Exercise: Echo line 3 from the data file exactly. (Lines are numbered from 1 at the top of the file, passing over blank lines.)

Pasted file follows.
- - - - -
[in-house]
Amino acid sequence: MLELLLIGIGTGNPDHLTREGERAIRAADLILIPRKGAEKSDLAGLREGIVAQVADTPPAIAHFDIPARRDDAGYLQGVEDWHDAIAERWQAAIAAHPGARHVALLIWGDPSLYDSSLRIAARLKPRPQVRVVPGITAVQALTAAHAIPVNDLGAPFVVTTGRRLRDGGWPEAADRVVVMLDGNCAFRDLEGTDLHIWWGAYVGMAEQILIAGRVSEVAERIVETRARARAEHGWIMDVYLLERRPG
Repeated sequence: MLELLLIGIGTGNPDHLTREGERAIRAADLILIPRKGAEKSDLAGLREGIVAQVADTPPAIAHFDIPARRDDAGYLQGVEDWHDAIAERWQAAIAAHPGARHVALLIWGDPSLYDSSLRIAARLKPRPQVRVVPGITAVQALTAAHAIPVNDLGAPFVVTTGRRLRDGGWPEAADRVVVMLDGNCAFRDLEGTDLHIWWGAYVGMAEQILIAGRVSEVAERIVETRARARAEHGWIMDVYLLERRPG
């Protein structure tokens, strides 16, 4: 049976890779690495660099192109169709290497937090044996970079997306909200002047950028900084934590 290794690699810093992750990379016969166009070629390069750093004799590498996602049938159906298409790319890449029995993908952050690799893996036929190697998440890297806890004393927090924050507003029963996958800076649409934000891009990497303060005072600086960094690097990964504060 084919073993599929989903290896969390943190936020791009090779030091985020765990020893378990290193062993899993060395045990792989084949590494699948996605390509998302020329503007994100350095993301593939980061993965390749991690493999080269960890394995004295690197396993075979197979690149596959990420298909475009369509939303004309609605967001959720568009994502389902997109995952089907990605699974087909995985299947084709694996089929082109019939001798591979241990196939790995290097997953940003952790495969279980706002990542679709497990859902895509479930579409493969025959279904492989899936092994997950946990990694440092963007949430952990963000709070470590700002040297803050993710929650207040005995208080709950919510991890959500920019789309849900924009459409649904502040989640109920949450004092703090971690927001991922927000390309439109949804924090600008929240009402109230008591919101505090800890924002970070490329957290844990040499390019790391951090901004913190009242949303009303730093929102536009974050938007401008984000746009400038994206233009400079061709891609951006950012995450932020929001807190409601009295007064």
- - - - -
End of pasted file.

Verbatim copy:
Repeated sequence: MLELLLIGIGTGNPDHLTREGERAIRAADLILIPRKGAEKSDLAGLREGIVAQVADTPPAIAHFDIPARRDDAGYLQGVEDWHDAIAERWQAAIAAHPGARHVALLIWGDPSLYDSSLRIAARLKPRPQVRVVPGITAVQALTAAHAIPVNDLGAPFVVTTGRRLRDGGWPEAADRVVVMLDGNCAFRDLEGTDLHIWWGAYVGMAEQILIAGRVSEVAERIVETRARARAEHGWIMDVYLLERRPG